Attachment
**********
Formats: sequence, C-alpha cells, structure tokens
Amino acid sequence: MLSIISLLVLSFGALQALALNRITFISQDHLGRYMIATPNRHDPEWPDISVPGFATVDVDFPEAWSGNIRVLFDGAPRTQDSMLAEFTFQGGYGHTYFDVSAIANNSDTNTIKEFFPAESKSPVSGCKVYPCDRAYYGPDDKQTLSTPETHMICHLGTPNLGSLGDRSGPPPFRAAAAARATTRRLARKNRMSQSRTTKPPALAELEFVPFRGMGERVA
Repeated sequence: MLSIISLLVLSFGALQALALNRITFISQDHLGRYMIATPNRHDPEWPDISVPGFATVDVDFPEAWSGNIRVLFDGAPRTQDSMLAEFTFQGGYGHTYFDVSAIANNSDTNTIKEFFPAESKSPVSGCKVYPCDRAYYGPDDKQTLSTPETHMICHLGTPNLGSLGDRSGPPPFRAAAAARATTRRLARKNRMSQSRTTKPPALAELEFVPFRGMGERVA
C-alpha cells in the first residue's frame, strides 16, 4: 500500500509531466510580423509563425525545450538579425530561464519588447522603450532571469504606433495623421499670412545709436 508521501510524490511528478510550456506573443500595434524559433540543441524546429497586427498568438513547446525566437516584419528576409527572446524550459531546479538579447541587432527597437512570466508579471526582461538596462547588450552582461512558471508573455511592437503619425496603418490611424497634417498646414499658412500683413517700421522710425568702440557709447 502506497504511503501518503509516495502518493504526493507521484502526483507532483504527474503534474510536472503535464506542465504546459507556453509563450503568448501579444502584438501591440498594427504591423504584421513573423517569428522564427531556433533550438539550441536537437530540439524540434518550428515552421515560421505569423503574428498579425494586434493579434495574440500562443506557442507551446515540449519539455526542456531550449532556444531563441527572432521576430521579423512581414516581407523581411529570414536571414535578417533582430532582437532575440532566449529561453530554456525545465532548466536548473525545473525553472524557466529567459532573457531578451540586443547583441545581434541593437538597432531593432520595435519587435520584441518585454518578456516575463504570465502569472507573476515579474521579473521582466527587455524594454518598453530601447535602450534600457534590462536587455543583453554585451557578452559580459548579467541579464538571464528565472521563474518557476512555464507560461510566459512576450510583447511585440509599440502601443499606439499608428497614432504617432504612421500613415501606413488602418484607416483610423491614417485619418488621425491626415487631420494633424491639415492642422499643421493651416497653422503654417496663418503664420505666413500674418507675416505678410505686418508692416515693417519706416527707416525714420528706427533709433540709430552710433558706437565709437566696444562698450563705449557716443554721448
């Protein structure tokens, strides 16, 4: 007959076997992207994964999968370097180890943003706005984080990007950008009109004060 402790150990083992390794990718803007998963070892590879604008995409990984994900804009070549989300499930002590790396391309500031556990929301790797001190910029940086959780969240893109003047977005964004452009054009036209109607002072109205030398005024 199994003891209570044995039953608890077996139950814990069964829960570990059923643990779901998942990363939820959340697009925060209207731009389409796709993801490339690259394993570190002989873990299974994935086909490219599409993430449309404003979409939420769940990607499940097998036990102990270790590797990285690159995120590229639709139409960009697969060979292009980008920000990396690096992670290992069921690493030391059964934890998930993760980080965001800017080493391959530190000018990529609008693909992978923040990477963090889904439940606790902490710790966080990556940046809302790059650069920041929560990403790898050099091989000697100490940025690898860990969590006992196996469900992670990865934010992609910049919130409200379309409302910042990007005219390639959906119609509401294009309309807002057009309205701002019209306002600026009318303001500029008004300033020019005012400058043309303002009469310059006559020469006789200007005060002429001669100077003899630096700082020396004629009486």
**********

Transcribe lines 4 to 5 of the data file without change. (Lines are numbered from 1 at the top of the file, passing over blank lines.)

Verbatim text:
C-alpha cells in the first residue's frame, strides 16, 4: 500500500509531466510580423509563425525545450538579425530561464519588447522603450532571469504606433495623421499670412545709436 508521501510524490511528478510550456506573443500595434524559433540543441524546429497586427498568438513547446525566437516584419528576409527572446524550459531546479538579447541587432527597437512570466508579471526582461538596462547588450552582461512558471508573455511592437503619425496603418490611424497634417498646414499658412500683413517700421522710425568702440557709447 502506497504511503501518503509516495502518493504526493507521484502526483507532483504527474503534474510536472503535464506542465504546459507556453509563450503568448501579444502584438501591440498594427504591423504584421513573423517569428522564427531556433533550438539550441536537437530540439524540434518550428515552421515560421505569423503574428498579425494586434493579434495574440500562443506557442507551446515540449519539455526542456531550449532556444531563441527572432521576430521579423512581414516581407523581411529570414536571414535578417533582430532582437532575440532566449529561453530554456525545465532548466536548473525545473525553472524557466529567459532573457531578451540586443547583441545581434541593437538597432531593432520595435519587435520584441518585454518578456516575463504570465502569472507573476515579474521579473521582466527587455524594454518598453530601447535602450534600457534590462536587455543583453554585451557578452559580459548579467541579464538571464528565472521563474518557476512555464507560461510566459512576450510583447511585440509599440502601443499606439499608428497614432504617432504612421500613415501606413488602418484607416483610423491614417485619418488621425491626415487631420494633424491639415492642422499643421493651416497653422503654417496663418503664420505666413500674418507675416505678410505686418508692416515693417519706416527707416525714420528706427533709433540709430552710433558706437565709437566696444562698450563705449557716443554721448
């Protein structure tokens, strides 16, 4: 007959076997992207994964999968370097180890943003706005984080990007950008009109004060 402790150990083992390794990718803007998963070892590879604008995409990984994900804009070549989300499930002590790396391309500031556990929301790797001190910029940086959780969240893109003047977005964004452009054009036209109607002072109205030398005024 199994003891209570044995039953608890077996139950814990069964829960570990059923643990779901998942990363939820959340697009925060209207731009389409796709993801490339690259394993570190002989873990299974994935086909490219599409993430449309404003979409939420769940990607499940097998036990102990270790590797990285690159995120590229639709139409960009697969060979292009980008920000990396690096992670290992069921690493030391059964934890998930993760980080965001800017080493391959530190000018990529609008693909992978923040990477963090889904439940606790902490710790966080990556940046809302790059650069920041929560990403790898050099091989000697100490940025690898860990969590006992196996469900992670990865934010992609910049919130409200379309409302910042990007005219390639959906119609509401294009309309807002057009309205701002019209306002600026009318303001500029008004300033020019005012400058043309303002009469310059006559020469006789200007005060002429001669100077003899630096700082020396004629009486």